GrahmDecember 5, 2009 at 10:25 pm | Posted in 2009, Finished, Knitting, Original Designs | 2 Comments
I certainly have been on a cowl-kick! For me, there’s something about designing something functional as well as visually interesting on such a small canvas that really gets my knitting mojo flowing!
After working on Sugar Plum, which was cable heavy and very feminine, I wanted something a bit more masculine with a good amount of structure, clean lines, and a little something extra to make it special. After a few swatches and rip out sessions, I settled on a wonderful marriage between ribbing, simple cables, and a smidge of striping, just for fun.
Personally, I love how the density of the fabric allows it to stand up like a turtle-neck under a coat, as well as the great stitch definition on account of my yarn choice (yes, Lana D’Oro again–I just can’t keep away from this stuff!) However, my favorite part about this cowl is that its knit extra long and then folded, so it’s double-thick, extra warm, and showcases two different panels of color and stitch pattern so that it can be coordinated with multiple outfits or jackets.
Finished Size | 19 in. / 48.25 cm in length, 10 in / 25.5 cm in width
Materials | Worsted weight yarn. Approx. 215 yards / 196m of each of 2 colors. Shown in Cascade Lana D’Oro (MC) 1042 and (CC) 1087. US 5 / 3.75mm circular needle, 16 or 24 inches / 40 or 60cm long
Gauge | 20 sts and 26 rows = 4 inches / 10cm in stockinette stitch
I knit this in the round using a 24” circular needle. I would recommend a 16”, as things start to get a bit tight when cabling, but it is do-able. So as long as you stick to the gauge, you don’t have to go out and buy new materials if you already have a 24” at home.
It can be argued that I have a tendency towards a type-A personality, and therefore suffer episodes of perfectionism that I willingly indulge—particularly with regards to my knitting. My motto is: If you’re going to spend the time doing something, do it right. And while this can be applied to really anything in life, you know it meant that, before learning that a crochet hook can be a knitters best friend, I would rip out half a scarf just to fix an unwieldy stitch some two-feet ago. Now, it means taking the time to research the most appropriate cast-on or bind off methods for a particular project, knowing which yarn will hold up best, as well as refining my techniques with each new project. For me, being mindful of my knitting and taking the time to use the proper techniques really transforms the act of knitting from being just a crafty past time into a real art.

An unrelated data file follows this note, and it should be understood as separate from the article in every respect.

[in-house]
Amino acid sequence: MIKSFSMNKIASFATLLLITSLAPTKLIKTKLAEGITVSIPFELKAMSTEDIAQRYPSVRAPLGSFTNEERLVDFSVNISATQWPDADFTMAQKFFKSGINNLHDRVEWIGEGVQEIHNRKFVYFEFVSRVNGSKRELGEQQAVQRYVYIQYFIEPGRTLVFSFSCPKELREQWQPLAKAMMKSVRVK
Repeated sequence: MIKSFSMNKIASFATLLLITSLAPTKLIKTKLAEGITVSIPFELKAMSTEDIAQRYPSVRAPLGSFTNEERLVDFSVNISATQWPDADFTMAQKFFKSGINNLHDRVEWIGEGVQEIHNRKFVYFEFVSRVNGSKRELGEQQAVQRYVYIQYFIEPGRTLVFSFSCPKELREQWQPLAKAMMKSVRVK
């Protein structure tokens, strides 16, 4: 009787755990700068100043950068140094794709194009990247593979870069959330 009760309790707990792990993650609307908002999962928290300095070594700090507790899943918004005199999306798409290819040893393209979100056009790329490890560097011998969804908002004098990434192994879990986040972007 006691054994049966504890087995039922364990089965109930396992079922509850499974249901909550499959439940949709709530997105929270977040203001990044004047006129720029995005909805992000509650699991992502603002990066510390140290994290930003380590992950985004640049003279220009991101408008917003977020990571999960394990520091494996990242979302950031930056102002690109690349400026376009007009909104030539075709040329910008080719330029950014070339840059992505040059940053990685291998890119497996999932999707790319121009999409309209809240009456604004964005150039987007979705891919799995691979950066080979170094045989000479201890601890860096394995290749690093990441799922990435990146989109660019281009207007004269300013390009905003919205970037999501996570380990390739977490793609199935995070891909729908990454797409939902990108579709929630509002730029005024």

So, with that said:
In the ribbing portion, I used the joggles stripe method and carried my yarn. This helped to minimize those unsightly “jumps” in the color work, as well as the need to weave in pesky little ends on every row. It’s a very simple technique, and a great tutorial can be found here.
I also knit my cables without a cable needle, and I promise you—once you work it a few times, you’ll never go back to using your fiddly cable needles or DPNs.
Lastly, to bind off, I used a basic bind-off and just made sure to knit my knit stitches and purl my purl stitches. This resulted in a very clean bind off that didn’t add any unnecessary bulk.
As I mentioned above, the Lana D’Oro knits up very sturdily and allows the fabric to really “stand-up”. While the yarn is very economical, it doesn’t compromise on softness. But if you’re into softer, still, splurge for some Rowan Kid Classic to increase its drape an overall plushness. And with a change in color palette, this can easily suit a woman as well.
So, regardless of wool choice, or lucky recipient!, this is the perfect knit for the eventual frigid onslaught of winter weather that I’m sure (I hope!) we will be experiencing soon. After all, I have all these hand knits waiting so very patiently to fulfill their wooly destiny!
This pattern is available for $3.00 through Ravelry using paypal, no accounts required. It is immediately delivered as a 2-page full-color PDF download with photos.